Wednesday, 24 October 2012

The Purpose of the ePortfolio

For my part, the real value of the ePortfolios is in the reflection and the learning. Making the connections between the ePortfolio and learning is paramount.

" The overarching purpose of portfolios is to create a sense of personal ownership over one's accomplishments, because ownership engenders feelings of pride, responsibility, and dedication." - Paris & Ayres (1994)

" The e-portfolio is the central and common point for the student experience. It is a reflection of the student as a person undergoing continuous personal development, .not just a store of evidence.".. (Geoff Rebbeck, e-Learning Coordinator, Thanet College, (quoted in JISC, 2008)

The whole purpose(s) behind asking students to keep ePortfolios must be developed in collaboration with all involved - the teacher, the student, the parent. The purposes need to be clear, and uppermost in the development of the ePortfolio - if there is no real reason for doing something, then the act of doing it needs to be questioned.

Our purposes for our student ePortfolios include:
- reflective thinking and goal setting
- personalising learning
- development of formative assessment
- student voice
- creativity
- building a learning community
- celebrating success
- collaboration in learning
- providing a tool to facilitate lifelong learning
- understanding future steps of own learning


NEXT in this series - The Importance of Reflection

Sunday, 14 October 2012

Types of ePortfolios

ePortfolios can take on different formats and can serve many purposes.   The ways ePortfolios are used can vary greatly from owner to owner, and is dependent on the needs of that owner.

Some may wish to create an ePortfolio to deliver a personal brand.   This type of ePortfolio would typically showcase the skills of the owner and would include samples of work that show those skills.   It could be used as a CV for prospective employers or customers.   This type of ePortfolio helps to build the personal identity of the owner.

Others want to create an ePortfolio that documents achievement.   It would show ratings against standards or criteria, and would need to include a system for the collection of that data.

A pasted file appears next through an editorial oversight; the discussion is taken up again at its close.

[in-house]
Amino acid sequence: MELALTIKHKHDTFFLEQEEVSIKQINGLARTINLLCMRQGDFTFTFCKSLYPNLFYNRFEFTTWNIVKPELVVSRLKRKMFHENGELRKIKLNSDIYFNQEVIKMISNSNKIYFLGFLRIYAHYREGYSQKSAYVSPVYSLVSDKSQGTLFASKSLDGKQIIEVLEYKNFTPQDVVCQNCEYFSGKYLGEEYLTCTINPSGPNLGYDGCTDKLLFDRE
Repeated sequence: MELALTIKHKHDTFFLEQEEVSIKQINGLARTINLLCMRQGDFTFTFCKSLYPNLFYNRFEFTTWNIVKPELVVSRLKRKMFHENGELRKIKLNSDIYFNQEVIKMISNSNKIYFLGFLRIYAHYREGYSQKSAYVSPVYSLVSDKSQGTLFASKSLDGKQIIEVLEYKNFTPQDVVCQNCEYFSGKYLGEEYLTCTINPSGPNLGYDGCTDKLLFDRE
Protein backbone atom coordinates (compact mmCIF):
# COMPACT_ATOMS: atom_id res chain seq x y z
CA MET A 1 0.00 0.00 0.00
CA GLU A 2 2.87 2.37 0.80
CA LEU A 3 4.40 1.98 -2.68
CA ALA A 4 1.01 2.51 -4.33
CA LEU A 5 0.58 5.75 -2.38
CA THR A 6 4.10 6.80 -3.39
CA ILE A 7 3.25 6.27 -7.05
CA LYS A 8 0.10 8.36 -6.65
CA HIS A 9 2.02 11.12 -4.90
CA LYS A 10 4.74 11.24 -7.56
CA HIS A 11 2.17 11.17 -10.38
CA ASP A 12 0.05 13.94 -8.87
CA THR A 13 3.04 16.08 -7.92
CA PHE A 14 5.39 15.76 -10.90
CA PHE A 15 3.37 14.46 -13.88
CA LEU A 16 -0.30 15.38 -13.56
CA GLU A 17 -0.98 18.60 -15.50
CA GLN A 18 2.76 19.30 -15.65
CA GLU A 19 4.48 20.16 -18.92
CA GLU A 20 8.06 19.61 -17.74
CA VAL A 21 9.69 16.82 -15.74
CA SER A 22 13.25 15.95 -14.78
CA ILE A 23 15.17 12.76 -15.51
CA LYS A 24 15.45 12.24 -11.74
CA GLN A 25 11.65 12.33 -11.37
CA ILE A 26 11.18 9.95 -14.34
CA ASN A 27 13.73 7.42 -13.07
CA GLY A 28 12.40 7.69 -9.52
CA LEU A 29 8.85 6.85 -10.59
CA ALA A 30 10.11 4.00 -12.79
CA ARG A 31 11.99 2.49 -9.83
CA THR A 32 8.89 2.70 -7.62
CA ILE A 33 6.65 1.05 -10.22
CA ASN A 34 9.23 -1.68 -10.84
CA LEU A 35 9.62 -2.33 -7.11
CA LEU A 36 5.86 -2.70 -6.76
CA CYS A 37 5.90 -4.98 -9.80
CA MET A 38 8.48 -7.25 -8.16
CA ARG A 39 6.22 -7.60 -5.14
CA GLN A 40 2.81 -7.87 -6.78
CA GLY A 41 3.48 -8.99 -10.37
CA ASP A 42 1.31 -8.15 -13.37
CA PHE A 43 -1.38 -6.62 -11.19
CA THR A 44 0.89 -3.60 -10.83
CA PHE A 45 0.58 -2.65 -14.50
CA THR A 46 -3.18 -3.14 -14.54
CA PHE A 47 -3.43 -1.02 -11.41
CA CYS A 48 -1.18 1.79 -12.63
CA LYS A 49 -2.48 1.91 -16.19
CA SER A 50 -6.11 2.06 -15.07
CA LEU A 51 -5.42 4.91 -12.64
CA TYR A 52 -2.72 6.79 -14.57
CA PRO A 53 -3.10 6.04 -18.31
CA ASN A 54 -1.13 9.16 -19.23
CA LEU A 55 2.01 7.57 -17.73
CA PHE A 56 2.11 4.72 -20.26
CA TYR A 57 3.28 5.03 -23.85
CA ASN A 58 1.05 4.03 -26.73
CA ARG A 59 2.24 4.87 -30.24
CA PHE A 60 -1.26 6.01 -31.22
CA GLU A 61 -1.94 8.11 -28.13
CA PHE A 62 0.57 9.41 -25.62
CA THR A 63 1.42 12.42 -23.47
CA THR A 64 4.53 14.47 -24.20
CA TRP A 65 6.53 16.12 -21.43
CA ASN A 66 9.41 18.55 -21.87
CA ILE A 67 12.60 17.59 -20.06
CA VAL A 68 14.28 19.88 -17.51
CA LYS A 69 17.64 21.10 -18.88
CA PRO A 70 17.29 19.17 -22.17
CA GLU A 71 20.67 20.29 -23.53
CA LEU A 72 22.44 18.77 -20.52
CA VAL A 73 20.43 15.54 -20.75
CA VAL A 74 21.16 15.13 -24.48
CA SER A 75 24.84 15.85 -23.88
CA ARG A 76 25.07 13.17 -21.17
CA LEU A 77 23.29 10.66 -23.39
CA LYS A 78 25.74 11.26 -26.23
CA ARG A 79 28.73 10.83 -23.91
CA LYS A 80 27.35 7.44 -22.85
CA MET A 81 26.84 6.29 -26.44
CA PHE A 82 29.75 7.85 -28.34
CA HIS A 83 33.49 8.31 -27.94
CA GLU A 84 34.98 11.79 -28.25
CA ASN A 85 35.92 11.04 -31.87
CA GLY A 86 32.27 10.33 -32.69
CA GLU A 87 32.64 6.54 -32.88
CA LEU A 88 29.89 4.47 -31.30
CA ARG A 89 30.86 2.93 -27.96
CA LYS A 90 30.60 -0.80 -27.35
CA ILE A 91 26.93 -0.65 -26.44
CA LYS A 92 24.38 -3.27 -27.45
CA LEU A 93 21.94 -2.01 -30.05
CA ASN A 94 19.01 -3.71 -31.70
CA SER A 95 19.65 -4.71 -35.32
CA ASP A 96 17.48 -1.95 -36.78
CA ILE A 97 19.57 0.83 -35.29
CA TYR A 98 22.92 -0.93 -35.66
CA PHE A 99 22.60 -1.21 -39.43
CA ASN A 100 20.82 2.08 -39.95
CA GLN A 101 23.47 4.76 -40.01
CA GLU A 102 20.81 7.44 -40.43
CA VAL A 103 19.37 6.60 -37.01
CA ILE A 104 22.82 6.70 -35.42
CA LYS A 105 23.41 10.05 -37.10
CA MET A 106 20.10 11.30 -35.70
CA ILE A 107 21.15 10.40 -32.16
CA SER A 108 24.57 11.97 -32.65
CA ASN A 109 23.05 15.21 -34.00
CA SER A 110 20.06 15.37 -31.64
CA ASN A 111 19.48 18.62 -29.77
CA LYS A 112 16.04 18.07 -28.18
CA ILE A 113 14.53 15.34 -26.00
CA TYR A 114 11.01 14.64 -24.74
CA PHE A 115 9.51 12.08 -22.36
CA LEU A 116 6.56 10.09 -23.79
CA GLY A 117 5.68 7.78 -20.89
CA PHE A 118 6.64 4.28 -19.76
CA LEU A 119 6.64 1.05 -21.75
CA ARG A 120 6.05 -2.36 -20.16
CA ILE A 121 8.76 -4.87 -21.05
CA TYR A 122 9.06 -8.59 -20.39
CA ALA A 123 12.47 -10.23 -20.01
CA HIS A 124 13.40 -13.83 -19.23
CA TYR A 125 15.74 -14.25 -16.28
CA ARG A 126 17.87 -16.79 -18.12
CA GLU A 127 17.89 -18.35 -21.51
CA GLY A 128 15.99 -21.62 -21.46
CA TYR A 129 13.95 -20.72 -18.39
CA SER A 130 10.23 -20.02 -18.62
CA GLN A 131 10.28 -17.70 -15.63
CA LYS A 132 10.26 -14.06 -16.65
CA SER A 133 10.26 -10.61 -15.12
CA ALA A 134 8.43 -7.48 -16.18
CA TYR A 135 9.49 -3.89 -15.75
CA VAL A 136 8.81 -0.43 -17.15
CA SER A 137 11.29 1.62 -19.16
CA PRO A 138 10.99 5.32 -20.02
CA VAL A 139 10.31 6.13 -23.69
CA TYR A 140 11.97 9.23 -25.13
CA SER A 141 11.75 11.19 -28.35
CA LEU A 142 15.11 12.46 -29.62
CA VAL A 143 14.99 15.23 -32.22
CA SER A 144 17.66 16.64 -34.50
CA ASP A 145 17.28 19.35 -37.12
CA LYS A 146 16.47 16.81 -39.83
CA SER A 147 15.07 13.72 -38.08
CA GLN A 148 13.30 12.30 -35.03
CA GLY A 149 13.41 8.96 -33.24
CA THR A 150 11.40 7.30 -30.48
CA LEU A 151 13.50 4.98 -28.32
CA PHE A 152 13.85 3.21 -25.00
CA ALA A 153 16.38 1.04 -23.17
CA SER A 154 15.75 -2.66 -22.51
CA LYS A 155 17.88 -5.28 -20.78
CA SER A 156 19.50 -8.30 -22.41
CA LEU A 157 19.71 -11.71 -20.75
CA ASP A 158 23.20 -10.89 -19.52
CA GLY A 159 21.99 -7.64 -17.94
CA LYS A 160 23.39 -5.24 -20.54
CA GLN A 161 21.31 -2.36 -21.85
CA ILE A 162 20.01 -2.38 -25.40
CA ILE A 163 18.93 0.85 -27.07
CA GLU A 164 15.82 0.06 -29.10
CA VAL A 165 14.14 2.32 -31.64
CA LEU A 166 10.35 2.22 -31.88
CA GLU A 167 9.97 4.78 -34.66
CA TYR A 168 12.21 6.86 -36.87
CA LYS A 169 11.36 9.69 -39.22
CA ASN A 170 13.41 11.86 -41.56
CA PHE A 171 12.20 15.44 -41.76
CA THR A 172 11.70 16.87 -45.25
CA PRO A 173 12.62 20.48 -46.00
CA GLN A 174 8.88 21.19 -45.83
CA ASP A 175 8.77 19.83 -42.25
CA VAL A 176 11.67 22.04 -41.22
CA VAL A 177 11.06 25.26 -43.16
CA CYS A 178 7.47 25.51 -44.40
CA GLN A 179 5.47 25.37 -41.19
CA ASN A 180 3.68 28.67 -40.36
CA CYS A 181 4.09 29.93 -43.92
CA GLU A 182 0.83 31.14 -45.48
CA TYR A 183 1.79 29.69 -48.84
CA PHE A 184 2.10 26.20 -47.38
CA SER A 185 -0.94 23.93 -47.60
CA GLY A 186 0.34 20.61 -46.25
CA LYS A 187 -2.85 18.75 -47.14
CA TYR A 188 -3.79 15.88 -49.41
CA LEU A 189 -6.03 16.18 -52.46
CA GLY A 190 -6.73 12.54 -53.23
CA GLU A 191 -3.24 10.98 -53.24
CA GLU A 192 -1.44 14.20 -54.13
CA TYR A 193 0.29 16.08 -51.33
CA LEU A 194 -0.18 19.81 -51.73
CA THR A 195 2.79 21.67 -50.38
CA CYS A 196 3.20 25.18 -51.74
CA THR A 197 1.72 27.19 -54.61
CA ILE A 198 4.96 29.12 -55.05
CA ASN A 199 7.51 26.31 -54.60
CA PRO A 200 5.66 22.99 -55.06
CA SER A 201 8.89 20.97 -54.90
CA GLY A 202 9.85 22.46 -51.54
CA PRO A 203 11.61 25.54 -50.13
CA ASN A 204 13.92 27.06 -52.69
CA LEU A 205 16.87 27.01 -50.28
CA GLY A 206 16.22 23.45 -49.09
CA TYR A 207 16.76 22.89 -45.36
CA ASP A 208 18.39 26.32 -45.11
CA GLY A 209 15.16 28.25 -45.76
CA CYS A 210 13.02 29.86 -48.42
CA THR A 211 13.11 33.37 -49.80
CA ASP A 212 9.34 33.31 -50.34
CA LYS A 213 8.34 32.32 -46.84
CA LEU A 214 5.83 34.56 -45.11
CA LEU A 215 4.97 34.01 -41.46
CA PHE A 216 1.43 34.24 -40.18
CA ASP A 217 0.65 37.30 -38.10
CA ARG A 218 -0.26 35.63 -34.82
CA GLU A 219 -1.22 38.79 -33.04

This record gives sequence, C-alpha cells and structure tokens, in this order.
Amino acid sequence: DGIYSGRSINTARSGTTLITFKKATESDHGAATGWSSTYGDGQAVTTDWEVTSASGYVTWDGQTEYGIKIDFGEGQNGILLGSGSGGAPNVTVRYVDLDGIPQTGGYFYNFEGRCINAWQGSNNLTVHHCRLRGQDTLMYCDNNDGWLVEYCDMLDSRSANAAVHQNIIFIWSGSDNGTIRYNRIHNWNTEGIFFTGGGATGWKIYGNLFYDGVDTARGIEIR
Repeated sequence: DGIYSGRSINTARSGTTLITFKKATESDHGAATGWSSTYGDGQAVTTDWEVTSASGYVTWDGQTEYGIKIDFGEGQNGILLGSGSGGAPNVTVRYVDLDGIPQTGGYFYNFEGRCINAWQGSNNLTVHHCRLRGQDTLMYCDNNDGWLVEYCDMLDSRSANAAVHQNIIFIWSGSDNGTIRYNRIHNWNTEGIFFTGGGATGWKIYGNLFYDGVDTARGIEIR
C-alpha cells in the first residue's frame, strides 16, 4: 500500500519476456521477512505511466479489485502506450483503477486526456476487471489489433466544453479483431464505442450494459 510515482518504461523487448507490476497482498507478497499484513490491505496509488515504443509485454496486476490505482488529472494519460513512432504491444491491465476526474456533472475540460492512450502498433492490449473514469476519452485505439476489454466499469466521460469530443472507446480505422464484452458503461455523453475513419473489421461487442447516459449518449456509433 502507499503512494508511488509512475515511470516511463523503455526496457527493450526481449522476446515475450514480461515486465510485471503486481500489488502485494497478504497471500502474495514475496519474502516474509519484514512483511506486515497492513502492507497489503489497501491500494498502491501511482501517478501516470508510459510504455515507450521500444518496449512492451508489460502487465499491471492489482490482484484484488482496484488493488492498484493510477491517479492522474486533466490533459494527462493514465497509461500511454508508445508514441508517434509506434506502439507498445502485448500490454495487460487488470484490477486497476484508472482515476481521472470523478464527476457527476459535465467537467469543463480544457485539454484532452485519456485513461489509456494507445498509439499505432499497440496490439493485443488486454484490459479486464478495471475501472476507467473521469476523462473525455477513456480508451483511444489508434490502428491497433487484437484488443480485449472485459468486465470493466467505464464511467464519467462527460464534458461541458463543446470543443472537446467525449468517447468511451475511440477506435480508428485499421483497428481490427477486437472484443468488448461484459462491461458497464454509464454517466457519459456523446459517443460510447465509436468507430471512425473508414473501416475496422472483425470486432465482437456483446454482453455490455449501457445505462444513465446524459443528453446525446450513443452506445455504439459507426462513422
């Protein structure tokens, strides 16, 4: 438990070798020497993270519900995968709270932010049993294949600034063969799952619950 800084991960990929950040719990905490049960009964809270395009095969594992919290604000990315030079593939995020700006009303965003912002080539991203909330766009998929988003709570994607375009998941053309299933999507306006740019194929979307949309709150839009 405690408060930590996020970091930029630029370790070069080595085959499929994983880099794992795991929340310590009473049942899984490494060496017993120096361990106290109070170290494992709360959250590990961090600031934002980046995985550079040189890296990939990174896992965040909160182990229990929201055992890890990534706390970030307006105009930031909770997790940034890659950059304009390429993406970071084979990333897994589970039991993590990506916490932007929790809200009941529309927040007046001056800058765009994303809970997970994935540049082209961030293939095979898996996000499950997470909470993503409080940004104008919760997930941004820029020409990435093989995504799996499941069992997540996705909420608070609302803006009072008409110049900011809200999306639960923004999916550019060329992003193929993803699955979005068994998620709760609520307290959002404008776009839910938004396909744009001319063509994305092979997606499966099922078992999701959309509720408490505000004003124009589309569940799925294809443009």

Thirdly, the ePortfolio for learning would provide a platform for reflection and metacognition.   Reflecting of current learning and the setting of goals would be paramount.  This type of ePortfolio is not so focussed on outcomes and assessment, but would show progress over time, and the processes used during the learning.

There is also a place for a combination of two or all of the above types of ePortfolios.   The format can be quite fluid and reflect the needs of the owner at that particular point in time.   Most students at school would use a combination of all three at some point in time.



For instance, a student's ePortfolio for learning may involve some goal setting and reflection of a current unit of inquiry.  Included in this would be the process of conducting the inquiry, the progress made during the inquiry, the outcome of the inquiry and the product (or summative task) after the inquiry was completed.   The audience for this series of ePortfolio entries would change from self to others during the course of the inquiry, and likewise the feedback would fluctuate between formative and summative depending on the stage of the task in hand.

NEXT in this series: Why Keep an ePortfolio.

Tuesday, 2 October 2012

ePortfolios: Hype or Help?


This is the first in a series of blog posts discussing pedagogy and purpose of ePortfolios.

“An e-portfolio is an electronic format for learners to record their work, their
achievements and their goals, to reflect on their learning, and to share and be
supported in this. It enables learners to represent the information in different
formats and to take the information with them as they move between institutions.”  
     (Banks, (2004) e-Portfolios: Their Use and Benefits.)

ePortfolios are more than a buzzword. At the moment there is much talk and debate about them, but in reality an ePortfolio is able to create the environment to develop self-directed learners who are responsible for their learning.  The many types of ePortfolios reflect the many needs of learners today.

ePortfolios can provide evidence of learning and be used to support learning that is driven by goal setting and reflection, helping students to understand their next learning steps.   It is useful in developing student engagement, understanding and enabling student ownership of the learning process.

They can empower students to take responsibility for their own learning and can improve student self-esteem through providing the students with an portal through which they can display, and take pride in, their work.

The advantage of the ePortfolio is in the ability to gather all evidence of learning together in one place, regardless of the format of the evidence (text, image, media, etc) and being able to hyperlink the evidence so that it makes sense to the learner, who is able to identify with the connections.    

The real learning comes not from the inclusion of the evidence of learning which is simply the finished product, but from the rationale, understandings and significance it has for the student.

NEXT in this series: Types of ePortfolios and their purposes.